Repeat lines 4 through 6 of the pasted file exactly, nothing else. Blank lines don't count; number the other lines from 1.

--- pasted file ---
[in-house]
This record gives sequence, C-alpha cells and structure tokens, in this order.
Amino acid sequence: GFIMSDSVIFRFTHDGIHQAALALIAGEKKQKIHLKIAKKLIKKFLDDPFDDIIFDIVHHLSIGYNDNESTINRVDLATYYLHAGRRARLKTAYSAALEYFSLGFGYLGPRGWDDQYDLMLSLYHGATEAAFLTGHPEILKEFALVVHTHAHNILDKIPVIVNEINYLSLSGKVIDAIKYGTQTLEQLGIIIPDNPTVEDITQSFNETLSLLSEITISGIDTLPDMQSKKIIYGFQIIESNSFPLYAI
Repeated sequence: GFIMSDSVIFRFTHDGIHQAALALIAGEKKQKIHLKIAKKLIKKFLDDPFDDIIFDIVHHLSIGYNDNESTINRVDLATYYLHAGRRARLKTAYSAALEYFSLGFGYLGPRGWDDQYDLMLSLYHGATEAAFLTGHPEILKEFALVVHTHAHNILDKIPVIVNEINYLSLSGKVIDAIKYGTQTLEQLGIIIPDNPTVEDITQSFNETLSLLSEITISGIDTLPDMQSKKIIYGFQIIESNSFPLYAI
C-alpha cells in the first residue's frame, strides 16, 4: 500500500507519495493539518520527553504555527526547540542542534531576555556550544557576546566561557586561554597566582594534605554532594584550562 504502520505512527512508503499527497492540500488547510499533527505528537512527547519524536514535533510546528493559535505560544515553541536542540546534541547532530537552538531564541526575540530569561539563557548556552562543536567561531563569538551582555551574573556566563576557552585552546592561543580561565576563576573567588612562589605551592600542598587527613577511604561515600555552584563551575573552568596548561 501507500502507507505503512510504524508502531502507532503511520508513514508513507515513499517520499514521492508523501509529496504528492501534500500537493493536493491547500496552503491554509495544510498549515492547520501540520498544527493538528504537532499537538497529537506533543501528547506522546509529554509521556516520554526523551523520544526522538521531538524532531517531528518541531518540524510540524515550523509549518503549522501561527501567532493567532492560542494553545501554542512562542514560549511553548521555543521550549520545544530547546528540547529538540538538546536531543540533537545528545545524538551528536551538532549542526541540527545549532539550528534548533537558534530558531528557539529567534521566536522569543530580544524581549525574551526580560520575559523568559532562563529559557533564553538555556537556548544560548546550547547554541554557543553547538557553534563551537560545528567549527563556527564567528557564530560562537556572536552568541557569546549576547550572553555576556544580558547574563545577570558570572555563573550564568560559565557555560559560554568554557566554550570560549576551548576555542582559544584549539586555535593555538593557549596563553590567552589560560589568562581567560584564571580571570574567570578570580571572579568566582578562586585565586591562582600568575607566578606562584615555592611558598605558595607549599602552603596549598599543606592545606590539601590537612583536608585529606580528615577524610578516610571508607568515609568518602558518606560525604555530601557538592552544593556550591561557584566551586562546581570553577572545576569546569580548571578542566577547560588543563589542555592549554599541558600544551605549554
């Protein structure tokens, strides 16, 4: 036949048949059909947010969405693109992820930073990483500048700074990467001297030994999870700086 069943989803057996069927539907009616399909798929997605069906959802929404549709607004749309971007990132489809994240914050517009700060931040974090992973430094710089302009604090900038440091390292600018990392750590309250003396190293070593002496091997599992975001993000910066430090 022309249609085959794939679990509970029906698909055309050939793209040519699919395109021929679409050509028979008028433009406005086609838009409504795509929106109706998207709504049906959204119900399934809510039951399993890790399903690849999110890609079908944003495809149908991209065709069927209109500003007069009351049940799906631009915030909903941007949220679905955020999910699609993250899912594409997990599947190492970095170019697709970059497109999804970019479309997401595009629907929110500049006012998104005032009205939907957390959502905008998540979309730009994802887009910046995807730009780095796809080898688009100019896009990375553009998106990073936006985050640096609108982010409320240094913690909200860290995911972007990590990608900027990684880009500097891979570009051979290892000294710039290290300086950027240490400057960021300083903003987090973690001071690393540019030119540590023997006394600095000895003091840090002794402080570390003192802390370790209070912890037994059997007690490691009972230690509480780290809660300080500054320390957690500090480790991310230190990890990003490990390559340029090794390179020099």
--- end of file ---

Repeated sequence: GFIMSDSVIFRFTHDGIHQAALALIAGEKKQKIHLKIAKKLIKKFLDDPFDDIIFDIVHHLSIGYNDNESTINRVDLATYYLHAGRRARLKTAYSAALEYFSLGFGYLGPRGWDDQYDLMLSLYHGATEAAFLTGHPEILKEFALVVHTHAHNILDKIPVIVNEINYLSLSGKVIDAIKYGTQTLEQLGIIIPDNPTVEDITQSFNETLSLLSEITISGIDTLPDMQSKKIIYGFQIIESNSFPLYAI
C-alpha cells in the first residue's frame, strides 16, 4: 500500500507519495493539518520527553504555527526547540542542534531576555556550544557576546566561557586561554597566582594534605554532594584550562 504502520505512527512508503499527497492540500488547510499533527505528537512527547519524536514535533510546528493559535505560544515553541536542540546534541547532530537552538531564541526575540530569561539563557548556552562543536567561531563569538551582555551574573556566563576557552585552546592561543580561565576563576573567588612562589605551592600542598587527613577511604561515600555552584563551575573552568596548561 501507500502507507505503512510504524508502531502507532503511520508513514508513507515513499517520499514521492508523501509529496504528492501534500500537493493536493491547500496552503491554509495544510498549515492547520501540520498544527493538528504537532499537538497529537506533543501528547506522546509529554509521556516520554526523551523520544526522538521531538524532531517531528518541531518540524510540524515550523509549518503549522501561527501567532493567532492560542494553545501554542512562542514560549511553548521555543521550549520545544530547546528540547529538540538538546536531543540533537545528545545524538551528536551538532549542526541540527545549532539550528534548533537558534530558531528557539529567534521566536522569543530580544524581549525574551526580560520575559523568559532562563529559557533564553538555556537556548544560548546550547547554541554557543553547538557553534563551537560545528567549527563556527564567528557564530560562537556572536552568541557569546549576547550572553555576556544580558547574563545577570558570572555563573550564568560559565557555560559560554568554557566554550570560549576551548576555542582559544584549539586555535593555538593557549596563553590567552589560560589568562581567560584564571580571570574567570578570580571572579568566582578562586585565586591562582600568575607566578606562584615555592611558598605558595607549599602552603596549598599543606592545606590539601590537612583536608585529606580528615577524610578516610571508607568515609568518602558518606560525604555530601557538592552544593556550591561557584566551586562546581570553577572545576569546569580548571578542566577547560588543563589542555592549554599541558600544551605549554
């Protein structure tokens, strides 16, 4: 036949048949059909947010969405693109992820930073990483500048700074990467001297030994999870700086 069943989803057996069927539907009616399909798929997605069906959802929404549709607004749309971007990132489809994240914050517009700060931040974090992973430094710089302009604090900038440091390292600018990392750590309250003396190293070593002496091997599992975001993000910066430090 022309249609085959794939679990509970029906698909055309050939793209040519699919395109021929679409050509028979008028433009406005086609838009409504795509929106109706998207709504049906959204119900399934809510039951399993890790399903690849999110890609079908944003495809149908991209065709069927209109500003007069009351049940799906631009915030909903941007949220679905955020999910699609993250899912594409997990599947190492970095170019697709970059497109999804970019479309997401595009629907929110500049006012998104005032009205939907957390959502905008998540979309730009994802887009910046995807730009780095796809080898688009100019896009990375553009998106990073936006985050640096609108982010409320240094913690909200860290995911972007990590990608900027990684880009500097891979570009051979290892000294710039290290300086950027240490400057960021300083903003987090973690001071690393540019030119540590023997006394600095000895003091840090002794402080570390003192802390370790209070912890037994059997007690490691009972230690509480780290809660300080500054320390957690500090480790991310230190990890990003490990390559340029090794390179020099």